Theresa May has fought off a bid to topple her as prime minister, winning a Tory vote of confidence by 200 votes to 117.
After a day of high drama at Westminster, May defeated the challenge to her authority – but only after making an emotional pledge that she would not lead her party into the next general election.
Loyal MPs and cabinet ministers yelled their support when the result was announced by Sir Graham Brady, chairman of the Conservatives party’s 1922 committee, in the House of Commons.
Under party rules, she cannot be challenged again for another year, ensuring she will still be in charge when the UK quits the EU in March 2019.
The margin of victory - by 63% to 37% - underscored the scale of Tory MPs’ anger at her Brexit plans, seen as compromise on trade and other rights in an attempt to find an agreement with Brussels.
In a statement outside No.10 Downing Street, May admitted that “a significant number of colleagues did cast a vote against me and I’ve listened to what they’ve said”.
She vowed to find new “legal and political assurances” from Brussels to get a better deal.
And within minutes, the spin of the result began in earnest. Rebels said that failing to get the backing of a third of her party was a significant blow.
Lead Brexiteer Jacob Rees-Mogg said May should go to the Queen and tender her resignation. MP Peter Bone said it was clear she had failed to win a majority of backbenchers, pointing out that ministers and the ‘payroll vote’ amounted to more than 150 MPs.
May will have to move quickly to heal the deep wounds caused by the confidence vote, which was triggered on Wednesday morning when 48 backbenchers demanded her popularity should be formally tested.
She still faces a formidable challenge to get her Brexit proposals passed through the House of Commons, with a chunk of Brexiteers and the Democratic Unionist Party (DUP) forming a powerful blocking minority.
Having lost her parliamentary majority in last year’s snap election, May is propped up in power by the DUP’s 10 MPs.
Brexiteers told HuffPost UK she still faces the prospect of “guerrilla warfare” to derail legislation needed to enact her EU exit plans.
And one Cabinet minister said that the prospect of a ‘no deal’ Brexit was so severe that May may be forced to revoke Article 50, the formal process of leaving the 28-nation bloc.
She now heads out to Brussels for an EU summit on Thursday, hoping to win some concessions to help her persuade her critics to approval her deal in a “meaningful vote” expected in the New Year.
Her confidence vote victory came just three hours after she had made a final pitch to all 317 of her Tory MPs, in a packed committee room of the Commons.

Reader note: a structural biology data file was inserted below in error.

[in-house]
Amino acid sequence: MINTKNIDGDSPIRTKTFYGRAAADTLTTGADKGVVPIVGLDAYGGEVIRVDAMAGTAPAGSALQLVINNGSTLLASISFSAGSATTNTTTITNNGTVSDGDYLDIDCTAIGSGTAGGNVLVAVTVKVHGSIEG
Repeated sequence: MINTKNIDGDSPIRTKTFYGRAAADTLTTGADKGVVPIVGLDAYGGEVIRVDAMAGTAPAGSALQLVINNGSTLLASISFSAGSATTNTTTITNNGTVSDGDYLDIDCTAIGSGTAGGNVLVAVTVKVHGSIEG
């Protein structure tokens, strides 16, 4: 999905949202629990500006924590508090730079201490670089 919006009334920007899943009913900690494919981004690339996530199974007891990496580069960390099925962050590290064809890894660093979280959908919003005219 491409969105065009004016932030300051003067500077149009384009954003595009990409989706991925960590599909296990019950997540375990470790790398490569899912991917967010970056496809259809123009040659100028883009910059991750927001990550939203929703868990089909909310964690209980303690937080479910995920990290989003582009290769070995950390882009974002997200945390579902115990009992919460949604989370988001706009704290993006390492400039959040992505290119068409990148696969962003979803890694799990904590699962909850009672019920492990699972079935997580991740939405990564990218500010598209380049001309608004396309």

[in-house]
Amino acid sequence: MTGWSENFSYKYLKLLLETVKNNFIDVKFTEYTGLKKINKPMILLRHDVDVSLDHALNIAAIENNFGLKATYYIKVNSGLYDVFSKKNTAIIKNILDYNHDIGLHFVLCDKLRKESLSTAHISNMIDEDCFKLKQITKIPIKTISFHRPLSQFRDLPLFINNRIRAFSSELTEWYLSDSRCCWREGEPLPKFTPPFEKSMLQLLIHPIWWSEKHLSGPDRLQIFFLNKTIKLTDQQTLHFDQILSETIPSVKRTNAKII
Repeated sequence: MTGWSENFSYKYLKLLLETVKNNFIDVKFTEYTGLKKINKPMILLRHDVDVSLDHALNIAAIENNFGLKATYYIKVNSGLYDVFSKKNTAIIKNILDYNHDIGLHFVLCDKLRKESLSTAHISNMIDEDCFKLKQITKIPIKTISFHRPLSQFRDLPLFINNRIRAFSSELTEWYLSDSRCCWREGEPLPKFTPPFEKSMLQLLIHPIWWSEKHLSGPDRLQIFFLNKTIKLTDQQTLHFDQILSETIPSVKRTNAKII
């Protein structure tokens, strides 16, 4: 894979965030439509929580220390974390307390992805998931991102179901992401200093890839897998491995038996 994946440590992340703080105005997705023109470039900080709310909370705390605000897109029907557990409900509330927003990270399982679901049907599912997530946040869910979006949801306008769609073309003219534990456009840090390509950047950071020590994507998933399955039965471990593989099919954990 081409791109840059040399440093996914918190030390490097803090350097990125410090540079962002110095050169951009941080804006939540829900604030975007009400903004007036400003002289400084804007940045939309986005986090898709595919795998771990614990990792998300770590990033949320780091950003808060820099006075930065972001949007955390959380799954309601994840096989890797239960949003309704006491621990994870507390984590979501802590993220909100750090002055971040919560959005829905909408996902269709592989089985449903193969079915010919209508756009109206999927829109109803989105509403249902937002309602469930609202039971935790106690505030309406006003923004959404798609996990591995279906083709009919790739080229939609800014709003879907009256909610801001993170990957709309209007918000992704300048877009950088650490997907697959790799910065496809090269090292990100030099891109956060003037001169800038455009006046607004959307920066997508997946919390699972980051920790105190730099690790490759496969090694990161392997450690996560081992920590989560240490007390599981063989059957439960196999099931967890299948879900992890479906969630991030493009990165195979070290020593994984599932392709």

In a bid to win as much support as possible, May signalled that she would never again lead her party into an election against Labour.
Some MPs were in tears as she made the promise, but leading rebel Jacob Rees-Mogg said that he did not believe her, pointing out she had only said she “intends” not to contest the election.
Others said the PM had told the gathering that she had wanted to fight the 2022 election to make up for her disastrous performance in costing the party its majority in 2017, but realised MPs were ‘not comfortable’ with the idea.
In a further bid to win support, May also said she wanted a “legally watertight solution” to the vexed problem of the Northern Ireland backstop – a guarantee to keep open the Irish border by linking the UK indefinitely to EU trade rules.
One cabinet minister said that the PM had tried to reassure MPs that she would not do anything to break faith with the DUP.
“She made absolutely clear that to get a deal, to deliver a deal the only way of doing it is with the Democratic Unionist Party,” he said.
Possible leadership contenders Boris Johnson, Dominic Raab and David Davis, as well as home secretary Sajid Javid and foreign secretary Jeremy Hunt, will now all have to bide their time for a future vacancy.
Bone said: “She said in 2017 she would only lead the Conservative party if she had the support of the Parliamentary party.
“Clearly when you’ve got more than a third voting against you don’t. If she honours her word she will decide in the interests of the party and the nation that she’ll go. She should consider overnight whether she should carry on.”
Francois added: “Cabinet ministers will have to take a judgment based on this result. If any cabinet minister has lost confidence in her as a result of this I think they should have the decency and the honour to go and tell her to her face.”
Pro-EU MP Anna Soubry said that the figures proved that this was “not only a hard right rump” who were unhappy with the PM.
Earlier, Jeremy Corbyn lambasted May’s postponement of a Commons vote on her Brexit deal at Prime Minister’s Question Time. The PM was watched by her husband Philip as her most loyal MPs cheered her on.
Corbyn reacted to the news by saying: “Tonight’s vote makes no difference to the lives of our people. The Prime Minister has lost her majority in Parliament, her government is in chaos and she is unable to deliver a Brexit deal.”
Europe remains a deeply divisive issue for the Tory party, nearly 30 years after Margaret Thatcher was ousted from power.
Sir John Major faced down Eurosceptic rebels in 1995, winning a confidence vote as Prime Minister by two to one.